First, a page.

What to expect in 2017?

Despite the enormous progress we witnessed this year, it seems like just the beginning for what can be done. The demonetization move by the government threw the country into a tizzy. It probably came at the right time, propelling the country further towards a cashless economy. Fin-Tech startups reported a 10x increase in use, with many of them extending out into tier 2 and 3 cities. 

Startups are now working to offer smooth experiences across platforms. Many start-ups have entered the space to simplify mobile money transfer, such as Chillr application, which provides peer-to-peer money transfer without using bank account details. Few of the leading Indian Banks are leveraging the Chillr platform for P2P payments. The next generation of payment systems will play a huge role in processing salary, direct debits, remittances, electronic funds transfer to cheque imaging without even holding a bank account.

The Indian fin-tech software market is forecasted to touch USD 2.4 billion by 2020 from a current USD 1.2 billion, as per NASSCOM. The transaction value for the Indian fin-tech sector is estimated to be approximately USD 33 billion in 2016 and is forecasted to reach USD 73 billion in 2020 growing at a five-year CAGR of 22 per cent.

With the unprecedented rise of cashless payments over the past month, it is only likely for this to continue. A win-win situation would arise with banks collaborating with these Fin-Techs instead of working as competition. The large database of banks, coupled with the growing technology will work to make life easy for everyone. These startups are increasingly moving to cloud based technology, which is not only saving time and eliminating paper based processes, but is also immensely securing user data. It’s known that banks collate large amounts of consumer data, and with cloud based solutions in place, a lot can be inferred regarding user behavior that’ll help continuously evolve. Two years ago, developing countries were estimated to receive nearly $441 billion of the $601 billion remittance flows. Right about next year, with introduction of newer ways of social remittances, this is expected to increase drastically.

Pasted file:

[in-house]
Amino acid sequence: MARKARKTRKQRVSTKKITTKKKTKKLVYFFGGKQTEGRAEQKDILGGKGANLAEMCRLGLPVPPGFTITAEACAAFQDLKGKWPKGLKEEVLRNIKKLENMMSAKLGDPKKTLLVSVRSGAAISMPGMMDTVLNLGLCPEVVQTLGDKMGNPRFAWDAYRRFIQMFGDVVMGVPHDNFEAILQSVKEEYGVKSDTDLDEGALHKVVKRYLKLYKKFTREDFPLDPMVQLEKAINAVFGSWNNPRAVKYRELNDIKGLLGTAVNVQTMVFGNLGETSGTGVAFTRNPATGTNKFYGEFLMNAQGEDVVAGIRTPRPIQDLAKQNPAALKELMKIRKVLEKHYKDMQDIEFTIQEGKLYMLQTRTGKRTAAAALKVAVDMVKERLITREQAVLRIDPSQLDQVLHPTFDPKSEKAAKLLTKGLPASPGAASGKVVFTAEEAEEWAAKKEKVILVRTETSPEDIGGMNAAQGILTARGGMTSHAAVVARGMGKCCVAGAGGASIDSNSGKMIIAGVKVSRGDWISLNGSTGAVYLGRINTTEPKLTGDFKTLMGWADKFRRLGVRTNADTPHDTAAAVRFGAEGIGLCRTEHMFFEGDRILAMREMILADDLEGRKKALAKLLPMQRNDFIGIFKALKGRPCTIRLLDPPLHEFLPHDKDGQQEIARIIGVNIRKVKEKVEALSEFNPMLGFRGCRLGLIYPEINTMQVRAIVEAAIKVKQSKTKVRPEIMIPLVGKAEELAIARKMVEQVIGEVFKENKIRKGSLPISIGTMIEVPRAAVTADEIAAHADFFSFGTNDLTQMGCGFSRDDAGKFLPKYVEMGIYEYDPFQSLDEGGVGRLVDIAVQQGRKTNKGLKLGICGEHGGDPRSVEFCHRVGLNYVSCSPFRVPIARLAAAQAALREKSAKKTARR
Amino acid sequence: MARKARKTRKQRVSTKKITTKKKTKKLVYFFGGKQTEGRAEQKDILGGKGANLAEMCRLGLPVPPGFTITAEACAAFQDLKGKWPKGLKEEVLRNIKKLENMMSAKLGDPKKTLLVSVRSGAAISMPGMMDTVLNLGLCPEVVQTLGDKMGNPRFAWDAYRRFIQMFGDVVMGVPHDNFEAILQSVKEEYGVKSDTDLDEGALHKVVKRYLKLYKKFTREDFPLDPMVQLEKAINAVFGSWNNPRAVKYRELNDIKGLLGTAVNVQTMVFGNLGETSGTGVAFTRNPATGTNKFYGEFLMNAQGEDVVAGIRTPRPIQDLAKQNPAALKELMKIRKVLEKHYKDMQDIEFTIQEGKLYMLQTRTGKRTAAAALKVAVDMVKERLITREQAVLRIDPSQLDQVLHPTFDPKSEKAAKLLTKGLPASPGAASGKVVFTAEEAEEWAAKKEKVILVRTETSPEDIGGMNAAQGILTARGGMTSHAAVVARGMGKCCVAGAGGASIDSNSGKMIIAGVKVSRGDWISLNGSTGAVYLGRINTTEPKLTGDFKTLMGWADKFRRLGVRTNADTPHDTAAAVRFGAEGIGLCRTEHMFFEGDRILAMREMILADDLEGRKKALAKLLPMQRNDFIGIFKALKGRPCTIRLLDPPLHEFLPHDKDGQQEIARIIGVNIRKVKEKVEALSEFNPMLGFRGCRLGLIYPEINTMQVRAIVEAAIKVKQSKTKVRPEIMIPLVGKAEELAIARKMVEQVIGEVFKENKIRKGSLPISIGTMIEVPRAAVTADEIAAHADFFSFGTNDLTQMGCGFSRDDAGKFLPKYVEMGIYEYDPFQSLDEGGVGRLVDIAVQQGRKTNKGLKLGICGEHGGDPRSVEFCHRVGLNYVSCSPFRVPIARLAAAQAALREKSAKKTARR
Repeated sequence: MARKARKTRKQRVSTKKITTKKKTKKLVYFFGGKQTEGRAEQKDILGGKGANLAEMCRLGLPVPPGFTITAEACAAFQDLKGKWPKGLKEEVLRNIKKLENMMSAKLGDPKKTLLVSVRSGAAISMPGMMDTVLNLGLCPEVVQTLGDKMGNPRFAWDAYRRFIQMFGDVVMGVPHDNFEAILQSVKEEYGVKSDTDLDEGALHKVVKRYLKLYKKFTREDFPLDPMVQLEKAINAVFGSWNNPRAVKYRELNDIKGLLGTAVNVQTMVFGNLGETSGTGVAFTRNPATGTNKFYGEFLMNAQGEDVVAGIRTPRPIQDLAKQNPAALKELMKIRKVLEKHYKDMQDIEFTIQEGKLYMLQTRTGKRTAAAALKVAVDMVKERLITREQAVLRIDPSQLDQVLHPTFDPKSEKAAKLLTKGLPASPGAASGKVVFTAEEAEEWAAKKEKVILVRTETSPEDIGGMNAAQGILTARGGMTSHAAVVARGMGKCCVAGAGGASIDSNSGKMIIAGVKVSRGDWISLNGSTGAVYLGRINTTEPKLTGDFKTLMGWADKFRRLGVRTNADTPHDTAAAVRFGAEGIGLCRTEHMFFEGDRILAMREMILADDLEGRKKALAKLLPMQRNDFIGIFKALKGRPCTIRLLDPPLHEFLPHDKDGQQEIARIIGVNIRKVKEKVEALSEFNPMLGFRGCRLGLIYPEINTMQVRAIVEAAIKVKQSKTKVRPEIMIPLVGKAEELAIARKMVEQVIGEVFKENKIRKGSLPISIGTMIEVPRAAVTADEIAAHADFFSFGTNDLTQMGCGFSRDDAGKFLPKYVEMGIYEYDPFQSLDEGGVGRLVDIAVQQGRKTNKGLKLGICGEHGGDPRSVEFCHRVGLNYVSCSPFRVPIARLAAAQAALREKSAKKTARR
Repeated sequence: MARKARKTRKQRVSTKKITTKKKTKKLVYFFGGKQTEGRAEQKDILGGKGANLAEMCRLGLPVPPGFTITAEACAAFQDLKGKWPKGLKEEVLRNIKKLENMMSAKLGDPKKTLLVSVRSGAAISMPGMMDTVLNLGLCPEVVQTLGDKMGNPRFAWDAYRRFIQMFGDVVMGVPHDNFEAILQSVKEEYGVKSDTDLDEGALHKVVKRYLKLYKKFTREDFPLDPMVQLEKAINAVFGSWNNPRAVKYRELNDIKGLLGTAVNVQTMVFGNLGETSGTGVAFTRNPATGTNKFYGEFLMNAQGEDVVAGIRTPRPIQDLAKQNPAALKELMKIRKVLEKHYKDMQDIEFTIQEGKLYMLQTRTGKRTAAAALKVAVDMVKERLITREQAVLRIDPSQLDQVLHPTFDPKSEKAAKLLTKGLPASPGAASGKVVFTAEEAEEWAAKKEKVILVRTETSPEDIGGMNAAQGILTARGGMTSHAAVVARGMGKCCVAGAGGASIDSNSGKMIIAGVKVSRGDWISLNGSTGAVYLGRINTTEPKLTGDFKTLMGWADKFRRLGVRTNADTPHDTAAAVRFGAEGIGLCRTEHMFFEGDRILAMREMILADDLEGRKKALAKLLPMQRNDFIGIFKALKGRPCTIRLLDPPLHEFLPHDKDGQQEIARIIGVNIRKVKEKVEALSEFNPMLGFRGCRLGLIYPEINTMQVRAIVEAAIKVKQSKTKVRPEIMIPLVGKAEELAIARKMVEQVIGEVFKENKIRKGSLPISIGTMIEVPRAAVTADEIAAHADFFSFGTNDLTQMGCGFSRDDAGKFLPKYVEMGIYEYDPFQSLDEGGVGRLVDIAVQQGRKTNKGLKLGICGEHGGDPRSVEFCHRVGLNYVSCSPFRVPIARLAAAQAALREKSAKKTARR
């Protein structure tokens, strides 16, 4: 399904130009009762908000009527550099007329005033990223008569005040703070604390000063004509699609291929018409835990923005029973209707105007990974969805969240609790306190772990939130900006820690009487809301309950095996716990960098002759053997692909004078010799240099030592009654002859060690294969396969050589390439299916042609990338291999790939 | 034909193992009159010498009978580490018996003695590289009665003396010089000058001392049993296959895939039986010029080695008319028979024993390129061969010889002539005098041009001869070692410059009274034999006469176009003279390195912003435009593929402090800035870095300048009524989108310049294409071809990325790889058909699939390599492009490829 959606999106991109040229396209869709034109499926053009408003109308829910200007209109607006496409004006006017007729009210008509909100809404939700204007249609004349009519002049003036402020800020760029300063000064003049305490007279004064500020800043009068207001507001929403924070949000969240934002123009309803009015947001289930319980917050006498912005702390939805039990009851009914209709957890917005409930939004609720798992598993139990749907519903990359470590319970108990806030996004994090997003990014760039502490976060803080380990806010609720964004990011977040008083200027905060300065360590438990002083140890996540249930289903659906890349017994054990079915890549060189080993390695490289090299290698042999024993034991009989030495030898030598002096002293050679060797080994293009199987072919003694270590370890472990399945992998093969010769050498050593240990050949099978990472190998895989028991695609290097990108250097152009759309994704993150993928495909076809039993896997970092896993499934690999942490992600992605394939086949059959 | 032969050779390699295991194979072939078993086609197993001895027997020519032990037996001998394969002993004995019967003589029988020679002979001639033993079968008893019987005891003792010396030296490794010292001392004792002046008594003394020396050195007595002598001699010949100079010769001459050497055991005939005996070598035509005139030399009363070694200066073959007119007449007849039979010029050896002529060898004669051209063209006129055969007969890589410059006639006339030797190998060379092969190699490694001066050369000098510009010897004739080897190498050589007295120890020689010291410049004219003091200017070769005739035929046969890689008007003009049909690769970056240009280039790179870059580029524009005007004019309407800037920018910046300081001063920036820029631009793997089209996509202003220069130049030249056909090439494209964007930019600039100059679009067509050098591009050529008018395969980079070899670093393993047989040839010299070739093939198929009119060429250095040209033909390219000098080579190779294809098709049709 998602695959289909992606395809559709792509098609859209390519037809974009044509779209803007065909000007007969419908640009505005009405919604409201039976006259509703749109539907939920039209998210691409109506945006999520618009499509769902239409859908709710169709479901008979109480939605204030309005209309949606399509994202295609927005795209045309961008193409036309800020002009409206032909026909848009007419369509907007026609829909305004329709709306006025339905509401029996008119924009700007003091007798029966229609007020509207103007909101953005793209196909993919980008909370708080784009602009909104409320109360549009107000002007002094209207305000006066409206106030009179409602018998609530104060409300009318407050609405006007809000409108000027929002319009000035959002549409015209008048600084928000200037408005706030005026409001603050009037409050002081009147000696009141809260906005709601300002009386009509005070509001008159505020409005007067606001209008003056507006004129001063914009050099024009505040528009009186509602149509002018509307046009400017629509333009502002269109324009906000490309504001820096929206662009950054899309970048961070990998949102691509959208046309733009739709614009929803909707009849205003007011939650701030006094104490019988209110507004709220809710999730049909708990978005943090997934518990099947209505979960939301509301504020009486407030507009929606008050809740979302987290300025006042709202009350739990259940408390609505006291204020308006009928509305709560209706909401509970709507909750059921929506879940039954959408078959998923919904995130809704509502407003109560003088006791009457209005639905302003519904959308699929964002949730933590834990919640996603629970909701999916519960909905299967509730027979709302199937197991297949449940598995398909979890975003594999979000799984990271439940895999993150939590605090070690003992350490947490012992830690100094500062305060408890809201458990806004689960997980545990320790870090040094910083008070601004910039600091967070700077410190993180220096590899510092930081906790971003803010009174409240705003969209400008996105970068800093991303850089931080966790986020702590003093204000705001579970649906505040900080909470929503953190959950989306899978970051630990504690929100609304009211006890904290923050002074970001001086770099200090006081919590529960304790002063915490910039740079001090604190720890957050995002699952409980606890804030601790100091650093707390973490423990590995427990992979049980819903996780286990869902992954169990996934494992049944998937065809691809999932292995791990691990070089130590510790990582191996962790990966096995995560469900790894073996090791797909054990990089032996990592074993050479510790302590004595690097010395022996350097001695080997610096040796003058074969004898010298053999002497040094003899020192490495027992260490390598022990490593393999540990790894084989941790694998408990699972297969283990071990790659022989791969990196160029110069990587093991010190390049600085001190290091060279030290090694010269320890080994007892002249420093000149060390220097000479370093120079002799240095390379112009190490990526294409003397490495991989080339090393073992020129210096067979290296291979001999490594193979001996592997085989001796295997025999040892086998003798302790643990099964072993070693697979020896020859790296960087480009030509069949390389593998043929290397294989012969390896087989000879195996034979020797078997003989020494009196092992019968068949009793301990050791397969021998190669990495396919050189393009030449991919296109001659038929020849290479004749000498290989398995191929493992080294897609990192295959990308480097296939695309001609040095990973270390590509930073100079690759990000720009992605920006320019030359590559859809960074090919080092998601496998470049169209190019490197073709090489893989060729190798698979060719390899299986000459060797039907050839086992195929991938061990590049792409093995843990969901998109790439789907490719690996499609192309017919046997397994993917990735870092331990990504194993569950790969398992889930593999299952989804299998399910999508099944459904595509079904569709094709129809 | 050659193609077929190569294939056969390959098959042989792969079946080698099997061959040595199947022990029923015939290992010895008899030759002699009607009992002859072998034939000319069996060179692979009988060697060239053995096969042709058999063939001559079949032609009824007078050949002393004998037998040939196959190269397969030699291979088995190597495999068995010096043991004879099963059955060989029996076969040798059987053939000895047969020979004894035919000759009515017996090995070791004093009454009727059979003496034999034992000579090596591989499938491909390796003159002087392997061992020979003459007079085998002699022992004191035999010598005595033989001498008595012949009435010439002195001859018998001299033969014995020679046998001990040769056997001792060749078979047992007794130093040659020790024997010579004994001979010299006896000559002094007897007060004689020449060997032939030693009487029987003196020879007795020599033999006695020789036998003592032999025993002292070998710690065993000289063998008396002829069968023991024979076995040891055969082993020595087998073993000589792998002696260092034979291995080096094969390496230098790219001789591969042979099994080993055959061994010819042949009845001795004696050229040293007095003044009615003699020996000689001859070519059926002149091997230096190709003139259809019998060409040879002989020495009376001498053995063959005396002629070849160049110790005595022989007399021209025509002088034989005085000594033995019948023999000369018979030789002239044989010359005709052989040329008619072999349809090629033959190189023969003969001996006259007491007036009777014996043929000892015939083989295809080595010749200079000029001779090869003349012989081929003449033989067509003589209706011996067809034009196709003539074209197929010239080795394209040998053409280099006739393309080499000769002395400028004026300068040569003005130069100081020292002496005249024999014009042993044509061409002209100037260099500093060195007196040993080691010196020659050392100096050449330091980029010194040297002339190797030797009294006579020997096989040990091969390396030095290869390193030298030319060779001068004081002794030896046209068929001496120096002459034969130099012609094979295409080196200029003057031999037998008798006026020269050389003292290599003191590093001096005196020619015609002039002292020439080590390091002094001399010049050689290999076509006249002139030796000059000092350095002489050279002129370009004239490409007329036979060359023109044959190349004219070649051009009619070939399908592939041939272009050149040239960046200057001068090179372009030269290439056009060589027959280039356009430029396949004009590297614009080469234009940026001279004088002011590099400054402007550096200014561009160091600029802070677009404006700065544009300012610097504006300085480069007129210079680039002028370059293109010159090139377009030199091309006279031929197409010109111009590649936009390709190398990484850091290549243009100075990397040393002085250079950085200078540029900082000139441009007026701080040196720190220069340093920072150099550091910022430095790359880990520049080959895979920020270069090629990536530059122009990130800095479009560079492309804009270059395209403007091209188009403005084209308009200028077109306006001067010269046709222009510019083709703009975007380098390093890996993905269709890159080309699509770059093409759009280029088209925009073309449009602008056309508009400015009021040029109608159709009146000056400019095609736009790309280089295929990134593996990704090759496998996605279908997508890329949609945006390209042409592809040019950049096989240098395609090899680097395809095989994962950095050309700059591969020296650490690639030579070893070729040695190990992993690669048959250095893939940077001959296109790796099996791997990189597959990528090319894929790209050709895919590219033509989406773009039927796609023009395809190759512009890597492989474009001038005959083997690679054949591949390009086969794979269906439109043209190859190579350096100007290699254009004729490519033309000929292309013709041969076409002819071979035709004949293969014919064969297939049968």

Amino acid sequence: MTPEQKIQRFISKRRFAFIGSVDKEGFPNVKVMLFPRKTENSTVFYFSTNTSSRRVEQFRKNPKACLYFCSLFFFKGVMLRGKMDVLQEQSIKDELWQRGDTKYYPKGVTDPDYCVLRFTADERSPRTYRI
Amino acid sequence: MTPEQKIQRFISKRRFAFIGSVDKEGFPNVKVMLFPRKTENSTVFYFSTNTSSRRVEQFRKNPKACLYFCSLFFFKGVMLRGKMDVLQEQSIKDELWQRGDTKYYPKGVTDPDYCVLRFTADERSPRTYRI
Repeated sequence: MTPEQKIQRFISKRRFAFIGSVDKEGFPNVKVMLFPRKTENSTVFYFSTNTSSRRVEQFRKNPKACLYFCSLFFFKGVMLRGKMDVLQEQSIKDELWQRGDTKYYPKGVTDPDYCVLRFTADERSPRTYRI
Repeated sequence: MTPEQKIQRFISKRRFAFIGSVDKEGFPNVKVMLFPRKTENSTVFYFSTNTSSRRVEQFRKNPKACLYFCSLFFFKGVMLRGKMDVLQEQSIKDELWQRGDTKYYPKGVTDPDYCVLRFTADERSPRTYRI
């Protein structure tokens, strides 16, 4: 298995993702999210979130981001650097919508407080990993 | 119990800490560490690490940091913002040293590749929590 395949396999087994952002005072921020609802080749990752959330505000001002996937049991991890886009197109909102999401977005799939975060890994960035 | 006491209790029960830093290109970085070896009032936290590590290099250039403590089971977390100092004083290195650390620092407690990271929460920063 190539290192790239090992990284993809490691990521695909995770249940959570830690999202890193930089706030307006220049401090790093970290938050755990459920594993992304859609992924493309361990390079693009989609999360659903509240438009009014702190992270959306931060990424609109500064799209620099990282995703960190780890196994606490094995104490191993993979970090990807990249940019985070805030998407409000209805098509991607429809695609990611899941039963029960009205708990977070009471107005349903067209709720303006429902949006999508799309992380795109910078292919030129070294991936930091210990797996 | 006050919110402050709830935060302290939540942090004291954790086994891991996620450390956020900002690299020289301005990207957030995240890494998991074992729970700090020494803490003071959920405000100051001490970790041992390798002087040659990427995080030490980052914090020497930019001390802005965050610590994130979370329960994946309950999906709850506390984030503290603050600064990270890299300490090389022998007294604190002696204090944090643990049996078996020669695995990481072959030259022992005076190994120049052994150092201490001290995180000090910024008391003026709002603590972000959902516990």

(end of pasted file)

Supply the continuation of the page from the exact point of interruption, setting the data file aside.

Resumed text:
Bitcoin is emerging as a new alternative mode of currency called crypto currency, and is another trend to look out for. It’s nothing but a digital currency that uses encryption to generate money and to verify transactions. It’s evolving as a decentralized alternative to traditional flat currencies such as Dollar, Euros, Pounds or Rupees. Crypto currencies offer anonymity and unregulated low-cost payment model.

 

Fin-tech is grabbing this alternate money opportunity by providing a platform or a digital wallet to store the crypto currency and using the public address to transfer funds in and out of your wallet. Startups like Zebpay and Recharge Bot can make their presence felt with the rise of this crypto currency.

It goes without saying that the need for innovation and automation is at an all time high. Open API’s will give a much essential nudge for the new leap of growth, helping retail and e-commerce players to accept payments & disburse loan directly, efficiently and at an never seen before pace.

Key takeaways

The gradual built groundwork over the past two years will see a rapid growth in the near future. Technological advancements, both in terms of reach and innovation, will hit a significant milestone. What remains to be seen is the adaptability of the cash driven country to the fast moving technology. And if the recent trends are anything to go by, it isn’t farfetched either.

 

 

Edition: December 2016